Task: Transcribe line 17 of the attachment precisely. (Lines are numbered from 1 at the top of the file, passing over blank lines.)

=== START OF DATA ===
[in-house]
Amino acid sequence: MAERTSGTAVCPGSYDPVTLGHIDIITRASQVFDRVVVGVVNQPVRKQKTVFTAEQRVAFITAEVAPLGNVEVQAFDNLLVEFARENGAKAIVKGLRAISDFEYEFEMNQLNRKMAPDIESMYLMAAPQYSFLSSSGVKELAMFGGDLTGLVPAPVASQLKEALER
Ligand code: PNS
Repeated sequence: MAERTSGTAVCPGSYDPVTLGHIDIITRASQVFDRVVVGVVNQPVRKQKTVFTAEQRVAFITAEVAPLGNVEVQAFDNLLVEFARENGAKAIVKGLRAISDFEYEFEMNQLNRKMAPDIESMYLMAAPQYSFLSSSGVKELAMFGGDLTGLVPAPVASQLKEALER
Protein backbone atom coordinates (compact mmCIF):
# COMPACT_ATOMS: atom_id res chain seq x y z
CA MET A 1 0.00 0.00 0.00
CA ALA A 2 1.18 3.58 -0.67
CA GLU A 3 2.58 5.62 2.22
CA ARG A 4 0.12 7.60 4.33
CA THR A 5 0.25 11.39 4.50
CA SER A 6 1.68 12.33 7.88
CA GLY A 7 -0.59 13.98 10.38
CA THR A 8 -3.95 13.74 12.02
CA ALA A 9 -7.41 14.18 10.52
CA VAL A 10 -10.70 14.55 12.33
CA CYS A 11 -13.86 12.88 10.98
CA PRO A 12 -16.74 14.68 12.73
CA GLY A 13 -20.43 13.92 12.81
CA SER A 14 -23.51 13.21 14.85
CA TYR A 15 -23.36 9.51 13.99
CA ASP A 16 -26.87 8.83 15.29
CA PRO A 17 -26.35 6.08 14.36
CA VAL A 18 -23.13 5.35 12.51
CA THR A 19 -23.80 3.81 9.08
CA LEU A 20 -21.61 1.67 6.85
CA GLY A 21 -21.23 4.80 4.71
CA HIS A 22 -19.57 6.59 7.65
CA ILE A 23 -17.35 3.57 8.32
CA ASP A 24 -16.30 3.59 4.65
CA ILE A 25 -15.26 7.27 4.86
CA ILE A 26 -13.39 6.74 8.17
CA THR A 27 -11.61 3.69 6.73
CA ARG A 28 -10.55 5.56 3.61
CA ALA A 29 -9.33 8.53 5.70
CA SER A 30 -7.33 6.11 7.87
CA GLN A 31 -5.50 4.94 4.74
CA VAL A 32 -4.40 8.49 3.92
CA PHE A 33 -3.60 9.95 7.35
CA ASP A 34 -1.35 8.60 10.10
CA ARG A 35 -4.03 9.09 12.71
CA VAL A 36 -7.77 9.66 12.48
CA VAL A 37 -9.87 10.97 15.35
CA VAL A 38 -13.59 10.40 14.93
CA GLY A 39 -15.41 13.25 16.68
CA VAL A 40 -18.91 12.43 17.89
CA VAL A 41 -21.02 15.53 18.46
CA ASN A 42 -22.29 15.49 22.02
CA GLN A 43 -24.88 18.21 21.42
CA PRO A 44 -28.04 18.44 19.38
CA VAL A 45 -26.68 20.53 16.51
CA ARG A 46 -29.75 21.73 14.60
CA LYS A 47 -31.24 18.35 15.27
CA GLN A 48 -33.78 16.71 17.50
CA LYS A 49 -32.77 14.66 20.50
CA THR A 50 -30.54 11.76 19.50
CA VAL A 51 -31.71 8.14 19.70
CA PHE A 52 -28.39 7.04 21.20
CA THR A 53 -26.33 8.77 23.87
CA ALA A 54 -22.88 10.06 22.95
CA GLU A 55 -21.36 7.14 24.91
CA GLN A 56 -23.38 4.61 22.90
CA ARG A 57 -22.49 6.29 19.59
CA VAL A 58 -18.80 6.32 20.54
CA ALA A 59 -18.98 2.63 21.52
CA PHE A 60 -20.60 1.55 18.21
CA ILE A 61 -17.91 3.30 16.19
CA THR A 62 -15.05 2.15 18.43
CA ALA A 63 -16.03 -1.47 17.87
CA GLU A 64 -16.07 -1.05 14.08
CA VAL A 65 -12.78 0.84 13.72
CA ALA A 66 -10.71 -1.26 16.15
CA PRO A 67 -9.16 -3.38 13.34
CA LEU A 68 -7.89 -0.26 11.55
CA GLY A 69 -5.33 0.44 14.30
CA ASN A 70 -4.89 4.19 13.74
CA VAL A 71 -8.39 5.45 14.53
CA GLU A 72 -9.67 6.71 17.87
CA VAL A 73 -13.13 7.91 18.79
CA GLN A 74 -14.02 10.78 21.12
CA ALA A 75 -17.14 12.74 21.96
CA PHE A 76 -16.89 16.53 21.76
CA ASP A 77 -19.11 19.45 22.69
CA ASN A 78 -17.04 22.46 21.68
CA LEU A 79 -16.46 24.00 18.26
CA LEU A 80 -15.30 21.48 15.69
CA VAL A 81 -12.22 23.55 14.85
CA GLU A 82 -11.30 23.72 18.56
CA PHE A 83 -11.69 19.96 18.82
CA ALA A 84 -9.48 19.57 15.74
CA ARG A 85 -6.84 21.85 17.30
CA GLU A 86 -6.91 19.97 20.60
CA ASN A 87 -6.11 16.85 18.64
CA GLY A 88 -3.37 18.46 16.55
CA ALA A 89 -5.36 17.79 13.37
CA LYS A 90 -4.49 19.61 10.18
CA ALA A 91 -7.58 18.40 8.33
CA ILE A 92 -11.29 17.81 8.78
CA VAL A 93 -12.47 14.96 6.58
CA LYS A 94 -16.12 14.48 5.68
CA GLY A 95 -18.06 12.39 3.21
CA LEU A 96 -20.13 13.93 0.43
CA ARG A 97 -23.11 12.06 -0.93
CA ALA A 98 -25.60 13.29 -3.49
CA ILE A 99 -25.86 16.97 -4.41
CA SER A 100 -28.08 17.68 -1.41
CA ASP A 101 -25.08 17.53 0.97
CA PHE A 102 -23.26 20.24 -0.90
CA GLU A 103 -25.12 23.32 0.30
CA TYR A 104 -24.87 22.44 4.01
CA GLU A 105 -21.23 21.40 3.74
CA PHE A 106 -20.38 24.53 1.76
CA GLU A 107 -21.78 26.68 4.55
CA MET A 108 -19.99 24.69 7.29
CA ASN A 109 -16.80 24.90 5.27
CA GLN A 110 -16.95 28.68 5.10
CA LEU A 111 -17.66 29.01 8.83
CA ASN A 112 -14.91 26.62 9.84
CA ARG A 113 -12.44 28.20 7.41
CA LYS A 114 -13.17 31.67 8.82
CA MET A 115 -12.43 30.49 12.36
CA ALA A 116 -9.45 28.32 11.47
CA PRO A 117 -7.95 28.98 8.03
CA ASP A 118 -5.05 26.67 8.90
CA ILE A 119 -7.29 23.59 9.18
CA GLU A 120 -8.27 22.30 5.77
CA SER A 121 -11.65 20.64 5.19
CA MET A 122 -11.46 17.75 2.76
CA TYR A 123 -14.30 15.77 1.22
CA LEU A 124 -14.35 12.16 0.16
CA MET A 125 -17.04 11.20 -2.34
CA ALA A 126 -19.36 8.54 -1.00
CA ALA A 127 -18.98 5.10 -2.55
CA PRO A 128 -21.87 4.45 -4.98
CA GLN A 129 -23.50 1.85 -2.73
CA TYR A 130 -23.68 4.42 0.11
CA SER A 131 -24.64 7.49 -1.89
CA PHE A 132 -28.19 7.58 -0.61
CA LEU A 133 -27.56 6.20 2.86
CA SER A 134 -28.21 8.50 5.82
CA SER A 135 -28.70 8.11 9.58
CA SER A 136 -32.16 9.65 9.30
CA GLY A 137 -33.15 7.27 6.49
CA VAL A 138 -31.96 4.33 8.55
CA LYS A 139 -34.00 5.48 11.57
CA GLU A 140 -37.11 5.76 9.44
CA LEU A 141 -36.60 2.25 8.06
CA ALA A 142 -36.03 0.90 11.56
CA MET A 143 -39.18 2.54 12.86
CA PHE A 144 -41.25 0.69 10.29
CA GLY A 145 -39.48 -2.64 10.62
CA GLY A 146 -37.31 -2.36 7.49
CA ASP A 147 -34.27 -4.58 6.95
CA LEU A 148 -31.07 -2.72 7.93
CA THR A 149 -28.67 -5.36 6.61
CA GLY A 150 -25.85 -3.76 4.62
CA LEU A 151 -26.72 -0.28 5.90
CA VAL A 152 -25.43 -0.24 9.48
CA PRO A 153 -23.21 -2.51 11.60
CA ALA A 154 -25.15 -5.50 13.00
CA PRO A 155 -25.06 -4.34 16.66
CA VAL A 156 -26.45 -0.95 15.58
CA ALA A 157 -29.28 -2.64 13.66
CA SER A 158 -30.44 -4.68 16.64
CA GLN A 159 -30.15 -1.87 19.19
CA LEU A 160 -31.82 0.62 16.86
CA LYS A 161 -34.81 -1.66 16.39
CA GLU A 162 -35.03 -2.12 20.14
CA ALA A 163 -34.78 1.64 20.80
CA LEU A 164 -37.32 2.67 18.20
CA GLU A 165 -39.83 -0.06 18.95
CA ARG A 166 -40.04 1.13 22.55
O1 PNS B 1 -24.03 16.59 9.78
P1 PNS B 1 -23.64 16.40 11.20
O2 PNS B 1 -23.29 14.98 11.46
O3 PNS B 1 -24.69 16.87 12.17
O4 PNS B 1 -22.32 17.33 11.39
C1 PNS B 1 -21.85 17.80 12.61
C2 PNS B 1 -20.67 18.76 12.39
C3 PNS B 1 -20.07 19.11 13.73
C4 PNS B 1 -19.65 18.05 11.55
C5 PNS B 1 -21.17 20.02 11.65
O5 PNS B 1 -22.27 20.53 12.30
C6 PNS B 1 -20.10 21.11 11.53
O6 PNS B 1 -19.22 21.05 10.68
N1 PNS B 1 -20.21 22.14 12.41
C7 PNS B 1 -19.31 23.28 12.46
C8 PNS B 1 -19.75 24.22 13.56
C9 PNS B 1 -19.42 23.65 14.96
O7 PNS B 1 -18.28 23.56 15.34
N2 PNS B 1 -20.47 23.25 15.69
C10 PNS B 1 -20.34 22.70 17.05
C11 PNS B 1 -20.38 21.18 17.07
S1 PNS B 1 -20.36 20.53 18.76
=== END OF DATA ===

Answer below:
CA CYS A 11 -13.86 12.88 10.98